We're spending more and more of our time online, but what does the law have to say about some of our most common online activities?
HERE'S A QUICK QUIZ
How many of the following statements do you agree with?
If you said yes to any of the above, you – like many South Africans – are guilty of illegal online activity. Surprised? Look at the list again, and now consider that it includes: sending unsolicited bulk email, otherwise known as spam (1); illegally modifying and sharing copyrighted material (2); parallel importing (3); copyright infringement and illegal distribution (4); and committing fraud by faking your IP (5).
"Nowadays, we research online, we communicate online, we shop online, we play online; yet we hardly ever think about the legal implications of these online activities," says Dr Tobias Schonwetter, director of the law faculty's IP Unit. According to Schonwetter, most of us do not sufficiently consider the website terms and conditions of common service providers (such as Facebook); our employer's policies regarding online conduct (their social media policies, for example); or even whether clicking on a button really concludes a contract as intended when ordering an item online and paying for it instantly with a credit card.
Beyond our personal responsibility to educate ourselves, however, Schonwetter agrees that in many cases the law is out of sync with the contemporary reality of our online lives. "We are somewhat privileged here in South Africa, in that we have a relatively modern piece of legisation called the Electronic Communications and Transactions Act, which ensures that we can participate in e-commerce in a somewhat predictable manner," he says. "But take our copyright laws as the opposite example. The Copyright Act was drafted in the late 1970s; and it doesn't take a lot of imagination to see that a pre-digital piece of legislation is unsuited to dealing appropriately with the issues brought about by digital technologies, most of which are connected to the fact that each and every one of us nowadays copies other peoples' material on a grand scale, just by using the internet. This leads to some pretty absurd results."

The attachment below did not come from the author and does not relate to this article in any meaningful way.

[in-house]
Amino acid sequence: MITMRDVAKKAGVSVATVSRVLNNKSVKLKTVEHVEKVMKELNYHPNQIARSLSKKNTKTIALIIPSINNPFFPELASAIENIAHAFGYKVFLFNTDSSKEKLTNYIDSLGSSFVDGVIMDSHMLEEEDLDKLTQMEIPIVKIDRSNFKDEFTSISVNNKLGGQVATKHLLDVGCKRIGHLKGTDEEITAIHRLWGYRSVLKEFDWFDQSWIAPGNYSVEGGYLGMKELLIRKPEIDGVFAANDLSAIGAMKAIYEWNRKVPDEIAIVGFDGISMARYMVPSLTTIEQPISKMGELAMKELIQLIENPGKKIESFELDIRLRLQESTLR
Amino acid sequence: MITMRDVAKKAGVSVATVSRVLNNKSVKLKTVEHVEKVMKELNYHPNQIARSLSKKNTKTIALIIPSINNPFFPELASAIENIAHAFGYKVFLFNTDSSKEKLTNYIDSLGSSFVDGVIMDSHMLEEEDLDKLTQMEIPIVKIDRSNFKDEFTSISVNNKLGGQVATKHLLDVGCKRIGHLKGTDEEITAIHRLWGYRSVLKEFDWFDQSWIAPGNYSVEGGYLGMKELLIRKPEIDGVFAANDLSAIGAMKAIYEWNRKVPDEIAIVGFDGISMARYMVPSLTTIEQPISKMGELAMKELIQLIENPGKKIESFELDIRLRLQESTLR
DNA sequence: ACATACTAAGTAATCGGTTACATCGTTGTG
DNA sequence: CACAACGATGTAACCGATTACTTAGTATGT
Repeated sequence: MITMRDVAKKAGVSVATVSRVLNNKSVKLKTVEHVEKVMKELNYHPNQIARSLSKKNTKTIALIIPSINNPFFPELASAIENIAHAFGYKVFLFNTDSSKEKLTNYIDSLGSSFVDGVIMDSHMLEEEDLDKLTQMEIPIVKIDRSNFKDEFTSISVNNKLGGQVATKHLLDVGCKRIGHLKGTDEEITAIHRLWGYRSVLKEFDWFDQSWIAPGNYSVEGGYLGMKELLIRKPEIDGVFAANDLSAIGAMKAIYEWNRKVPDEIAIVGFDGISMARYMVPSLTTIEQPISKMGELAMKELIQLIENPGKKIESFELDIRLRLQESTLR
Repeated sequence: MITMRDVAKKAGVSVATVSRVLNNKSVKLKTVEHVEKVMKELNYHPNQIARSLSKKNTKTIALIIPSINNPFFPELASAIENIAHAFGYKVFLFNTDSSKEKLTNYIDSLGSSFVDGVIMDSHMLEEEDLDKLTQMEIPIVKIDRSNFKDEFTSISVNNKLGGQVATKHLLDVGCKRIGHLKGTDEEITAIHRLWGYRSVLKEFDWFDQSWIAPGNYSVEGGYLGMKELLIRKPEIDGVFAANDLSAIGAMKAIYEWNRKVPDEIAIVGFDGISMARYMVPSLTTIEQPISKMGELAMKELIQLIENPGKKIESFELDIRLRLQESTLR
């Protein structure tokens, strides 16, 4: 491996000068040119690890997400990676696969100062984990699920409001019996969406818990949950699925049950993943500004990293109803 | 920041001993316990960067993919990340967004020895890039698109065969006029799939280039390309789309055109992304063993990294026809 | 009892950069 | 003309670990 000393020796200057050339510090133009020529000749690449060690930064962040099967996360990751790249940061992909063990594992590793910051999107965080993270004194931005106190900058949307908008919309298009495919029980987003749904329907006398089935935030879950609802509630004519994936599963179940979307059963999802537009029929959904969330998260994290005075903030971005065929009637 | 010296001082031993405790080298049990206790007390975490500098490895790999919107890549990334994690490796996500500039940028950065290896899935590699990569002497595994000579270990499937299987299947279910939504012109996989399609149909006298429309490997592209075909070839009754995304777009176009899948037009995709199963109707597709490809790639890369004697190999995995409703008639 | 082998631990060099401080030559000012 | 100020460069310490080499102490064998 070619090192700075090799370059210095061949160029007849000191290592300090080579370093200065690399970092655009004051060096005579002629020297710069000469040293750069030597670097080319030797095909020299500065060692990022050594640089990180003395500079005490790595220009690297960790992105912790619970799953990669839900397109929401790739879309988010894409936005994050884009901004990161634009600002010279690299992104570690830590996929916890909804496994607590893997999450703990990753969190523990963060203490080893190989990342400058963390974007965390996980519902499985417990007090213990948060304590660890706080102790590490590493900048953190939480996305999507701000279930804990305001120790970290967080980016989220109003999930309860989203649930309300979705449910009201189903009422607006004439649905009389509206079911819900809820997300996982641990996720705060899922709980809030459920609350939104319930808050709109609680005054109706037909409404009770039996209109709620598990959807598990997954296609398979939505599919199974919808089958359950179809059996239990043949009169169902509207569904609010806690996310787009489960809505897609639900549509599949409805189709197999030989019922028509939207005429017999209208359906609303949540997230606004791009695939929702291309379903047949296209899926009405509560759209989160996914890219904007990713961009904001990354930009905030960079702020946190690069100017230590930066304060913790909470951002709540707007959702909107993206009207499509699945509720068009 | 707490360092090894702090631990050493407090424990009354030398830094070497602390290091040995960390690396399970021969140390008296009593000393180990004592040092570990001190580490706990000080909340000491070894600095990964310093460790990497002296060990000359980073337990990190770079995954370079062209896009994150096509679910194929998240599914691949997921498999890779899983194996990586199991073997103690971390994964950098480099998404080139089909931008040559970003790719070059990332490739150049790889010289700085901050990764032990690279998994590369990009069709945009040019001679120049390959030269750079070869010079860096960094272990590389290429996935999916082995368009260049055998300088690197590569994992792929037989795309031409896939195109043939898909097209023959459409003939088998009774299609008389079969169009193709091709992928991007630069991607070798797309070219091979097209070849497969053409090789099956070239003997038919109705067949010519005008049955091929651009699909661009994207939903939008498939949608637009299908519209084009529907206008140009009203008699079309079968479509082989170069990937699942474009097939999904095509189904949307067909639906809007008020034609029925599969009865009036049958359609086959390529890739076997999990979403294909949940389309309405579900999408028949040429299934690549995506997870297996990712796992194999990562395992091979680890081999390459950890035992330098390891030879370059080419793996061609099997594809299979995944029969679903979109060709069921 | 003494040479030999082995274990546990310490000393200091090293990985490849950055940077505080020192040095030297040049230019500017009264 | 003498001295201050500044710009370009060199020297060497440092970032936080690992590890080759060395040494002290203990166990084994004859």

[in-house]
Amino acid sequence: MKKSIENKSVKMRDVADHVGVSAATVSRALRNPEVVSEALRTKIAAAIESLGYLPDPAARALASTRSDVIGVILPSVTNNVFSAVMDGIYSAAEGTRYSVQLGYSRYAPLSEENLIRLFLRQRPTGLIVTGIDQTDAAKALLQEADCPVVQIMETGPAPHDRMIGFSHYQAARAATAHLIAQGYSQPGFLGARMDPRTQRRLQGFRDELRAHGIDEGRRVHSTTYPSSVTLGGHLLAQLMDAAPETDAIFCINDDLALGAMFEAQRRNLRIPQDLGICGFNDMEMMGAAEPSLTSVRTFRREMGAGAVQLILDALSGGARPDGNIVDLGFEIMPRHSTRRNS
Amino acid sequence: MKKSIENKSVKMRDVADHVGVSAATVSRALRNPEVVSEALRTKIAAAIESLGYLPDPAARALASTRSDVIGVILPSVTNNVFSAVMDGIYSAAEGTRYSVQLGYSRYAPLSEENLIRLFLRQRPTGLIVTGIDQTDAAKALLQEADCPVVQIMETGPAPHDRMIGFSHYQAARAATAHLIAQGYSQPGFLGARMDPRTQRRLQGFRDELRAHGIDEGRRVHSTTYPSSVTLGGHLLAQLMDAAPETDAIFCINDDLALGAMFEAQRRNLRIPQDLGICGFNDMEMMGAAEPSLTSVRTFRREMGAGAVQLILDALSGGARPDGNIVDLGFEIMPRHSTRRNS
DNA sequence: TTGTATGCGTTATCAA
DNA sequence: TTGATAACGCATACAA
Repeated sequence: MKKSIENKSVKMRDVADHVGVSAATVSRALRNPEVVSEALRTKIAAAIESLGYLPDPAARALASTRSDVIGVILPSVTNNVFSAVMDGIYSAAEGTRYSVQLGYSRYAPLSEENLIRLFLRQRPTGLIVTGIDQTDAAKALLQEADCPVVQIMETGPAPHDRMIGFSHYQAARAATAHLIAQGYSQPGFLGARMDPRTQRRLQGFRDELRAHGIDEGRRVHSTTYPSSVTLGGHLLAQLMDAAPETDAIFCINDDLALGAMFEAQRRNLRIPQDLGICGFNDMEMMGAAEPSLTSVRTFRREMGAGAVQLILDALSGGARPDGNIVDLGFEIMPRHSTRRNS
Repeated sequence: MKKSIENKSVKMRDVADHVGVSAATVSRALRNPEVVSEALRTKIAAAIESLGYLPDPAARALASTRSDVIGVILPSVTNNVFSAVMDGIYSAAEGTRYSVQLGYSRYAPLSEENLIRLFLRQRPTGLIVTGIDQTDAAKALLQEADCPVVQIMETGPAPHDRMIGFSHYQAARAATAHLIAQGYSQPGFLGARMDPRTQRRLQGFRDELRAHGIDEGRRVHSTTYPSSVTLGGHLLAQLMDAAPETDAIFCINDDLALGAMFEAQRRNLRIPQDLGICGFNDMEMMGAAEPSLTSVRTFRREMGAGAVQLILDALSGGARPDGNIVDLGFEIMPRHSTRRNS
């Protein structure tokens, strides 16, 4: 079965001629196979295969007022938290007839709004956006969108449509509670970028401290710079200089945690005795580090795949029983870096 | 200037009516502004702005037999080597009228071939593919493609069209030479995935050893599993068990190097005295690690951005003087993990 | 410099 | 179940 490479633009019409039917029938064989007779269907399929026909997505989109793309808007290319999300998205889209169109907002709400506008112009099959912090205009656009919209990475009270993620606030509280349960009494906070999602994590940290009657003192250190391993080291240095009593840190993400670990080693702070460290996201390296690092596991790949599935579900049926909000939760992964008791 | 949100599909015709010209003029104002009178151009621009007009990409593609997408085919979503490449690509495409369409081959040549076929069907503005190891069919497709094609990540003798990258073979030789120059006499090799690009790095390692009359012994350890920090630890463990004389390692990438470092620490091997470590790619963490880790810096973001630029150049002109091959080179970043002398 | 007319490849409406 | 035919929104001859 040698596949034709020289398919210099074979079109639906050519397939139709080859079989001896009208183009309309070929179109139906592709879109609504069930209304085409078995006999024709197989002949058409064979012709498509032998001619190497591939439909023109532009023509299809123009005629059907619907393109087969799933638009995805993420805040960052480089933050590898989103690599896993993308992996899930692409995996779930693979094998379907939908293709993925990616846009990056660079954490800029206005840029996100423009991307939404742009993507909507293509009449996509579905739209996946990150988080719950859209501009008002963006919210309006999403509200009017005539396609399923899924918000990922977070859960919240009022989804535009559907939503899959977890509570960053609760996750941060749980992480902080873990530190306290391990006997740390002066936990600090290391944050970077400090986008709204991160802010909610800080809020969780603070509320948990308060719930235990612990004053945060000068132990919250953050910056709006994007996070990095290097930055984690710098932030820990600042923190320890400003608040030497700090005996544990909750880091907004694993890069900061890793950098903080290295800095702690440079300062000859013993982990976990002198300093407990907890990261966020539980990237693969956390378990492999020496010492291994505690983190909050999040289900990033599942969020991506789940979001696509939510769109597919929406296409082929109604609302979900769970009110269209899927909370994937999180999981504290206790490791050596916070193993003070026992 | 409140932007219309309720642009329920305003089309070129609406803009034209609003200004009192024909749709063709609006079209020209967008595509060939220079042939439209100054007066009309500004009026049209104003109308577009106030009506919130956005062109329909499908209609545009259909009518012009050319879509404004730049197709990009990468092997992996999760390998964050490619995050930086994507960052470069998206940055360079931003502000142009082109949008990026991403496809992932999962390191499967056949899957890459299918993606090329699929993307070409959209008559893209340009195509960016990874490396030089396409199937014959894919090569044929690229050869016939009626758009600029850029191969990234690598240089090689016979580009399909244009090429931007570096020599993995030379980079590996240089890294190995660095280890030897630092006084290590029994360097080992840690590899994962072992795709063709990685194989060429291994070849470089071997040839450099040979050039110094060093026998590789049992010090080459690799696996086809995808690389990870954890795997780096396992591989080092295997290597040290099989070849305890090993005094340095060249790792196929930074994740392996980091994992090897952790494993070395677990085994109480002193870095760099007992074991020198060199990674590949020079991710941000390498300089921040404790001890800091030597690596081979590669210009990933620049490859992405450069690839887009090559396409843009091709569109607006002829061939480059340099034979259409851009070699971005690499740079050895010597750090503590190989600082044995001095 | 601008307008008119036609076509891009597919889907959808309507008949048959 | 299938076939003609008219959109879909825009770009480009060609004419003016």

In addition to laws being out of date, there are also factors specific to our local context that increase the liklihood of people participating in unlawful activity. For example, copyrighted material from overseas is often either not available locally, or offered at a price beyond the budgets of the majority of South Africans. Add to this the low likelihood of being prosecuted for such unlawful activity, and it's not hard to see why most people remain unconcerned.
On a deeper level, and specifically in the area of intellectual property, Schonwetter questions whether the general concept of monopolising knowledge through IP rights is supported in a society in which communal values and systems of collective ownership are still prevalent. "Our research in this area – such as the Open AIR project – has shown that often more flexible systems are attractive; and more relevant locally as they allow for formal or informal collaboration with varying degrees of openness that can be a crucial engine for innovation and development."
So what can you do if you want to become a more law-abiding online citizen?
In the case of material that is commonly copyrighted, Schonwetter suggests making use of open licences such as when music or literary works are shared under a creative commons (CC) licence. He says: "This is a great and easy way to alleviate the risk of (unintentional) copyright infringement. And with almost a billion works licensed under CC – including all content on Wikipedia, and tens of thousands of pictures on Flickr – it shouldn't be hard to find the right material for one's purposes." For the rest, the best single thing you can do is become better informed about the legal consequences of your online actions.
By Ambre Nicolson
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